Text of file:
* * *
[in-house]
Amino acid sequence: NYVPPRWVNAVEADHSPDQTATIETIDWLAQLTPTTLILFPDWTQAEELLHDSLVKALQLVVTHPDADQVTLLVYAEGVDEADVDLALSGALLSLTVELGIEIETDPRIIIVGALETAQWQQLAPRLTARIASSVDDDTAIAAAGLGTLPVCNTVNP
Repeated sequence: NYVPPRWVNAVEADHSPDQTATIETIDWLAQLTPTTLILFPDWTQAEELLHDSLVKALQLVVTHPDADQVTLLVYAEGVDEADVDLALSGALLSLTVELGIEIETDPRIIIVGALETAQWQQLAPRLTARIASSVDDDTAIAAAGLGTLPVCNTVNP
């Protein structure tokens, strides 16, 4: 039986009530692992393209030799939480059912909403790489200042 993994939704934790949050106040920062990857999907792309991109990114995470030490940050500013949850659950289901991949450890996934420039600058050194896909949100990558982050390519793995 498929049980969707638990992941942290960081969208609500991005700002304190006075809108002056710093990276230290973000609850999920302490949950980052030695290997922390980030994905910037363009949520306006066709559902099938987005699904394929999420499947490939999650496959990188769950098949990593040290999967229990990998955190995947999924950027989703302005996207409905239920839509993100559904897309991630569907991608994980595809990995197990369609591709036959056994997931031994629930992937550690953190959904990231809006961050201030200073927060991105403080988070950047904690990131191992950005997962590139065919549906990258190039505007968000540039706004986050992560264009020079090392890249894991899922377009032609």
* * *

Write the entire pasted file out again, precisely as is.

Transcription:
[in-house]
Amino acid sequence: NYVPPRWVNAVEADHSPDQTATIETIDWLAQLTPTTLILFPDWTQAEELLHDSLVKALQLVVTHPDADQVTLLVYAEGVDEADVDLALSGALLSLTVELGIEIETDPRIIIVGALETAQWQQLAPRLTARIASSVDDDTAIAAAGLGTLPVCNTVNP
Repeated sequence: NYVPPRWVNAVEADHSPDQTATIETIDWLAQLTPTTLILFPDWTQAEELLHDSLVKALQLVVTHPDADQVTLLVYAEGVDEADVDLALSGALLSLTVELGIEIETDPRIIIVGALETAQWQQLAPRLTARIASSVDDDTAIAAAGLGTLPVCNTVNP
């Protein structure tokens, strides 16, 4: 039986009530692992393209030799939480059912909403790489200042 993994939704934790949050106040920062990857999907792309991109990114995470030490940050500013949850659950289901991949450890996934420039600058050194896909949100990558982050390519793995 498929049980969707638990992941942290960081969208609500991005700002304190006075809108002056710093990276230290973000609850999920302490949950980052030695290997922390980030994905910037363009949520306006066709559902099938987005699904394929999420499947490939999650496959990188769950098949990593040290999967229990990998955190995947999924950027989703302005996207409905239920839509993100559904897309991630569907991608994980595809990995197990369609591709036959056994997931031994629930992937550690953190959904990231809006961050201030200073927060991105403080988070950047904690990131191992950005997962590139065919549906990258190039505007968000540039706004986050992560264009020079090392890249894991899922377009032609």